And Feedly is poised to take advantage. I've just learned that Feedly is currently beta testing a publisher toolkit which will give web publishers more control over how their articles look in Feedly.
Tim Cushing of Techdirt noticed this week that posts from Krebs on Security looked vastly better on Feedly than did posts from other blogs.
Feedly explained why:
@TimCushing they have early access to our publisher kit. Will come out of beta in a couple of months.
— feedly (@feedly) July 13, 2015
As we can see in the screenshot the toolkit offers several subtle tweaks like Kreb's logo in the post's header, and color links. (In contrast, when it comes to other sites like this blog, Feedly is ignoring the CSS formatting integrated into the RSS feed, including image and text alignment tags - but they're promising to fix that.)
I would like to report more details, but Feedly isn't ready to talk about the publisher toolkit yet. Feedly CEO Edwin Khodabakchian told me by email that it is still a work in progress.
However, I can report a few details from when Feedly was last working on a publisher toolkit; this might shed some light on their thinking.
Back in 2009 (when Feedly was still in the shadow of the all-powerful Google Reader), Feedly mentioned a publisher SDK on their blog. That SDK gave web publishers the option of inserting a sponsor module which could be used for cross promotion with a publisher's other feed, displaying Amazon affiliate links, or a promo message.
Or at least those are the features that Feedly wanted to offer; I don't see that they are offered now, and in fact they may not have been worth developing while Google Reader was still around. Feedly was still a nobody at that point, so publishers would have little reason to make the effort.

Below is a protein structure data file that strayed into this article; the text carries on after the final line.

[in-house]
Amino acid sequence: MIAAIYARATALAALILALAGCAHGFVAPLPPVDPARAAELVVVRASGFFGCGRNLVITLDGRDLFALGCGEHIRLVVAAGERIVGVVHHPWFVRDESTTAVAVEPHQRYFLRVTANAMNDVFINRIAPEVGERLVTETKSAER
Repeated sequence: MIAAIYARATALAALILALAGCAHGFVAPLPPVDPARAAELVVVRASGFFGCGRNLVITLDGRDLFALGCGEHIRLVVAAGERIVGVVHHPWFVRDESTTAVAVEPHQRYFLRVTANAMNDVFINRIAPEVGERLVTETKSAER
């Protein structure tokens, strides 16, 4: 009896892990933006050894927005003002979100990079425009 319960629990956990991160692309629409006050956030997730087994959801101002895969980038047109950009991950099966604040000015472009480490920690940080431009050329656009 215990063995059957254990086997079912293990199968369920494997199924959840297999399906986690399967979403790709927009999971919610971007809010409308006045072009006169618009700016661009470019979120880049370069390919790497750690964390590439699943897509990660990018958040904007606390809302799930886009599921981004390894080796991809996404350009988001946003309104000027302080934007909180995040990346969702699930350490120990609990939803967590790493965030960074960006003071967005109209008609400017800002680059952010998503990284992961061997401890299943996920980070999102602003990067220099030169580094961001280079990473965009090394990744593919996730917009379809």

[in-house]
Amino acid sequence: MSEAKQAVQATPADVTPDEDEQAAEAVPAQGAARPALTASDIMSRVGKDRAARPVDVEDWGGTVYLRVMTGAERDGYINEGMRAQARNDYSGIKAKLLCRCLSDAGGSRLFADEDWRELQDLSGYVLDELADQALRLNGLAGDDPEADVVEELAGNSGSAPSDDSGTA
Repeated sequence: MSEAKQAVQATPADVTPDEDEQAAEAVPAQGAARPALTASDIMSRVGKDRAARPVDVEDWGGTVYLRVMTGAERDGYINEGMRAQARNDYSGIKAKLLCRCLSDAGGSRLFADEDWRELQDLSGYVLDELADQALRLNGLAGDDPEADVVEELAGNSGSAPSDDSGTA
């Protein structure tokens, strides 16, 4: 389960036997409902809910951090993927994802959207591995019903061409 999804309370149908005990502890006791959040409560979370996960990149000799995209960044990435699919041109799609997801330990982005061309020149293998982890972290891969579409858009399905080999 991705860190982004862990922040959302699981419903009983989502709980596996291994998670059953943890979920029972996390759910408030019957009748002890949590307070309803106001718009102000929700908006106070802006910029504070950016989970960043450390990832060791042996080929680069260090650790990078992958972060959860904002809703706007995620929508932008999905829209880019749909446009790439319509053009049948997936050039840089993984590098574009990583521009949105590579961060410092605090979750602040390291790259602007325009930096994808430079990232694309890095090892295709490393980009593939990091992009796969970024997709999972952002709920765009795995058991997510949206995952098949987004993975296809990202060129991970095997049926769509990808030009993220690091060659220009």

Feedly didn't become important until about 5 minutes into the Readerpocalypse in March 2013. That's when Feedly's userbase really started growing. This would have been a good time to gain the support of web publishers,but I don't see that Feedly mentioned this SDK in 2013 when they.
That API was focused on helping developers create apps for readers, and not giving publishers more options, and in retrospect that was an error on the part of Feedly.
It's now 2015, and thanks to the announcement of FB Instant Articles and Apple News Feedly is no longer the top dog. A couple huge tech companies are moving into the opportunity created when Google shut down Google Reader in 2013 *, and both FB and Apple are vastly more appealing to web publishers.
Apple and Facebook each hold out the promise of money from adverts. It's only a promise at this point, but it is vastly more appealing than what Feedly is offering. Adverts and shared revenue is exactly the path Feedly should have pursued when they had the chance in late 2013 (instead, Feedly choose to be hostile to publishers).
Let's hope Feedly pursues the advert opportunities now; they certainly have the cover for it. And with tens of millions of current users, Feedly is also potentially a source of revenue equal to the promise of Apple News.